Waitaki Boys' High School rector Paul Jackson contemplates
a major redevelopment of the school's farm for education
and as a commercial venture, including irrigation from the
Lower Waitaki Irrigation Company's by-wash race (right),
levelling of fields and new pasture (background), all next
to the school grounds (left background). Photo by David
Waitaki Boys' High School is returning to its roots with
a major investment to boost its agricultural courses.
Rector Paul Jackson sees it as one of the keys to increasing
the school roll.
''I want Waitaki Boys' to again be a school of farming
excellence,'' he said.
The school last week began the first stage with an investment
of about $60,000, virtually all raised through donations and
in-kind contributions, to irrigate its farm - about 16ha of
paddocks north and south of the school.
That will also have spin-offs for the rest of the school
grounds as, with further investment of up to $100,000,
irrigation water will be used on the school's sports grounds,
saving the expense of paying for filtered and treated water
from the Oamaru town supply.
In the past, Waitaki Boys' High was nationally recognised for
its agricultural curriculum, attracting boys from farming
families throughout the South Island. Part of that was
because of hands-on education on its own farm. In recent
times, while agriculture was part of its curriculum, it had
Mr Jackson's background was in agriculture when he left
school and he said that and tourism were the key to New
When he arrived last December, he identified agriculture as
one of the keys to the school's growth. He believes that has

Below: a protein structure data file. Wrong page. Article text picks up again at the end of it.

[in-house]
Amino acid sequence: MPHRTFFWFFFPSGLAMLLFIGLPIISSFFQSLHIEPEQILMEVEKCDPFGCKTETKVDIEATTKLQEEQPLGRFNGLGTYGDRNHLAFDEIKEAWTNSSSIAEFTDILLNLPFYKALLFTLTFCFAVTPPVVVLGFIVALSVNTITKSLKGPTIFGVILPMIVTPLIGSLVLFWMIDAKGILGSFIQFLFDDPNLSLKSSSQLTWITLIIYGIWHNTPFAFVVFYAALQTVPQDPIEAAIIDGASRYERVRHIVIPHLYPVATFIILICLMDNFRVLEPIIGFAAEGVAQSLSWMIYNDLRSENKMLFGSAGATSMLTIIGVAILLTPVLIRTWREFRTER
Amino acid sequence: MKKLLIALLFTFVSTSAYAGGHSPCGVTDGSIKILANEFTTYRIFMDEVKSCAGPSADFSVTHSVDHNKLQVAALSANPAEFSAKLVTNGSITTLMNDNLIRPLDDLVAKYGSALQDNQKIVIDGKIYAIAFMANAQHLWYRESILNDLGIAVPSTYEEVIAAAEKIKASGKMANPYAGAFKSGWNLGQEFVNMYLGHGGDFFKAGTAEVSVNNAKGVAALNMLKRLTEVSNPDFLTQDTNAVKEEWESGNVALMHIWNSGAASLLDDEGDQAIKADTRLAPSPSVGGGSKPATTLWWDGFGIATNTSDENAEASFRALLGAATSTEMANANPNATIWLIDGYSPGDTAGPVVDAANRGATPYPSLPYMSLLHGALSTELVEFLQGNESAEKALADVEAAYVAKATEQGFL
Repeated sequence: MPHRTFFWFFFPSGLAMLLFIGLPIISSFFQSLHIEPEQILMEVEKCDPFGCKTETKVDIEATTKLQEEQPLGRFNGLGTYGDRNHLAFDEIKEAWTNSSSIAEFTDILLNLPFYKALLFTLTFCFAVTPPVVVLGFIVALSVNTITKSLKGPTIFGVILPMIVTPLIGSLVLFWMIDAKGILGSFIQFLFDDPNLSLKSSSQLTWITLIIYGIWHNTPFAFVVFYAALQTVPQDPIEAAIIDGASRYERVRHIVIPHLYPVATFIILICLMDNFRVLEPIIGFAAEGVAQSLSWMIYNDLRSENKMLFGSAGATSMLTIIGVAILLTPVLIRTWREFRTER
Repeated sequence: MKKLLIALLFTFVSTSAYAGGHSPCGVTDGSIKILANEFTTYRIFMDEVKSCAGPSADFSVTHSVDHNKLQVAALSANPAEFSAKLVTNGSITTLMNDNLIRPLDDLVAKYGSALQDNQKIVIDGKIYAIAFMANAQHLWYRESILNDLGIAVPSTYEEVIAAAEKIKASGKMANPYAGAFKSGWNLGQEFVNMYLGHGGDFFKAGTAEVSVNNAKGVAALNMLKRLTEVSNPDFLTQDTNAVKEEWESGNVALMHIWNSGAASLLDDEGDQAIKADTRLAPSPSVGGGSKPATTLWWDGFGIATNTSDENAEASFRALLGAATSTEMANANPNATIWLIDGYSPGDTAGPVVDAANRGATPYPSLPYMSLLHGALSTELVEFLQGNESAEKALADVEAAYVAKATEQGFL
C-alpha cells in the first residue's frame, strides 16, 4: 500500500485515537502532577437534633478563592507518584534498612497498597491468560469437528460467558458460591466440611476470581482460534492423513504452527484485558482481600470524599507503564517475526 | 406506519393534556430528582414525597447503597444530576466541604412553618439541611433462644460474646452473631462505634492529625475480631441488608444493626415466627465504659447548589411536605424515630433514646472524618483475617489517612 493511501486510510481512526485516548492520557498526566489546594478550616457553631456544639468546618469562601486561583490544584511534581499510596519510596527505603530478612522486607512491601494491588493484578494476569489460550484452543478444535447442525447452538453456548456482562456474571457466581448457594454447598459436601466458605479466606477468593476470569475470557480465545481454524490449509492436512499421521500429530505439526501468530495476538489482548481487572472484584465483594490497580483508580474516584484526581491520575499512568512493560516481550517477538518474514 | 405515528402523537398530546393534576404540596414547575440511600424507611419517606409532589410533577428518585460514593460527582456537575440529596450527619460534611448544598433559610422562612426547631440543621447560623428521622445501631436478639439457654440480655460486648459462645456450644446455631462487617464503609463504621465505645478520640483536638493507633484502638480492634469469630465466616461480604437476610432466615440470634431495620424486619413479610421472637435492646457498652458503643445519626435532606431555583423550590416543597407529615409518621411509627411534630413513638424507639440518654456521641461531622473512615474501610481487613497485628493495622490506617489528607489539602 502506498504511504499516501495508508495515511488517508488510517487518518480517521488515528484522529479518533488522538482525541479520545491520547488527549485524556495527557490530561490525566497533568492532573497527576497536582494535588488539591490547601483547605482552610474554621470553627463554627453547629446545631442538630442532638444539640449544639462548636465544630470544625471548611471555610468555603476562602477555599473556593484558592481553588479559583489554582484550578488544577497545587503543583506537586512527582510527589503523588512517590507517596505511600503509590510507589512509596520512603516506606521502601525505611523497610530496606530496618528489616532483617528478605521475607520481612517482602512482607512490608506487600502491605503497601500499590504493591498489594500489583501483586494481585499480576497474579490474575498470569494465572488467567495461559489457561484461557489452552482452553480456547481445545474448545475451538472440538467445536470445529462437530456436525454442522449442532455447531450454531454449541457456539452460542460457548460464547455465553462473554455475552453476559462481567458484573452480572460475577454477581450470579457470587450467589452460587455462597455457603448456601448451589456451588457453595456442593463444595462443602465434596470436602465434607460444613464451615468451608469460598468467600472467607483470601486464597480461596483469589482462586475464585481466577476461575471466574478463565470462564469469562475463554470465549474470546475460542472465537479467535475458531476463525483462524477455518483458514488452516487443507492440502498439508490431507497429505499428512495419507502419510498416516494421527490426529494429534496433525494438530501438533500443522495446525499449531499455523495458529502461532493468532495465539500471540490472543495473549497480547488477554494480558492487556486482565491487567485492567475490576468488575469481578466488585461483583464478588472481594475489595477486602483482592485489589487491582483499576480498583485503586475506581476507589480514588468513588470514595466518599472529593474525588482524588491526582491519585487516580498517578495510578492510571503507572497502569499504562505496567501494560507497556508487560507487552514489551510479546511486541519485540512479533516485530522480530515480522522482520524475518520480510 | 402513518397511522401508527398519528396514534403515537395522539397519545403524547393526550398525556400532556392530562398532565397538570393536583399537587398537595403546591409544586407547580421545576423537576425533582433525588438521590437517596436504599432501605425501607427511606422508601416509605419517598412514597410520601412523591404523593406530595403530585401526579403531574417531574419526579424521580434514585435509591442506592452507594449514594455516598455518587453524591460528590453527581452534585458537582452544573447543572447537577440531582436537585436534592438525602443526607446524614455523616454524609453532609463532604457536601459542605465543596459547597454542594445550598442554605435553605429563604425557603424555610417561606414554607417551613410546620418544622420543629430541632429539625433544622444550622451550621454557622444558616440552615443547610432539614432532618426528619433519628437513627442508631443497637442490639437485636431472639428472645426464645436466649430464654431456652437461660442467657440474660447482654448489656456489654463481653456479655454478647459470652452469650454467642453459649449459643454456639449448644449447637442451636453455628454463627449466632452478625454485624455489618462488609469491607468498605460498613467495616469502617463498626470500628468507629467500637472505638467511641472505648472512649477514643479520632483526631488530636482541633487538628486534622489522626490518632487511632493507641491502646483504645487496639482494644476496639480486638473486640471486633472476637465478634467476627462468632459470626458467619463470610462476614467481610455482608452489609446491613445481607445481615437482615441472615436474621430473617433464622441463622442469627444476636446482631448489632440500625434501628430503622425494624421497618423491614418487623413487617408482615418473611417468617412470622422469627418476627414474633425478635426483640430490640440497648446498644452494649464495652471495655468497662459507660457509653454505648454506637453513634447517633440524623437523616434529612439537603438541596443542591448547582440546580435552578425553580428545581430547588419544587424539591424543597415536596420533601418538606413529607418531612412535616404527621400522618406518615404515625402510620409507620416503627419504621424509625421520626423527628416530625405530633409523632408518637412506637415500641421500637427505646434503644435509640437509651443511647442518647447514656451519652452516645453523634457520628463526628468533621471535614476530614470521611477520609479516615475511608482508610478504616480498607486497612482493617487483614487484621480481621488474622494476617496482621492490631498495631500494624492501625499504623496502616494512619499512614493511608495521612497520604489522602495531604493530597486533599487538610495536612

already happened, there being 100 boarders this year compared
with 68 last year, and he puts some of that down to boosting
the agricultural curriculum.
''Our catchment is Oamaru, but to increase pupil numbers we
need to look outside that area. We are now getting pupils
again from our traditional areas, such as Southland, Central
Otago and as far away as North Canterbury,'' he said.
As the changes in the agricultural curriculum came into
effect - greater use of the farm and the appointment of an
agricultural science teacher - Mr Jackson predicted further
increases. The hostels are capable of taking up to 145
boarders. The school has a roll of about 500.
Changes in the school's approach to agriculture started with
the decision last year by the board of trustees to set up a
farm subcommittee, made up of farmers.
That was followed by appointing retired North Otago farmer
Trevor Meikle as farm manager.
The decision was also made to take back land leased to Lean
Meats and to run the farm as a profitable operation.
The new irrigation uses water flowing out to sea at the end
of the Lower Waitaki Irrigation Company's scheme, pumping and
piping it to paddocks on both sides of the school and
installing a hi-tech spray irrigation system.
Land has been levelled ready for sowing in pasture and for
fencing, and covered stock pens have been built.
One paddock will not be irrigated to demonstrate dryland
The farm will run sheep and cattle for fattening, and produce
baleage - already it has a store from land before it was
levelled. The school also has access to a dairy farm near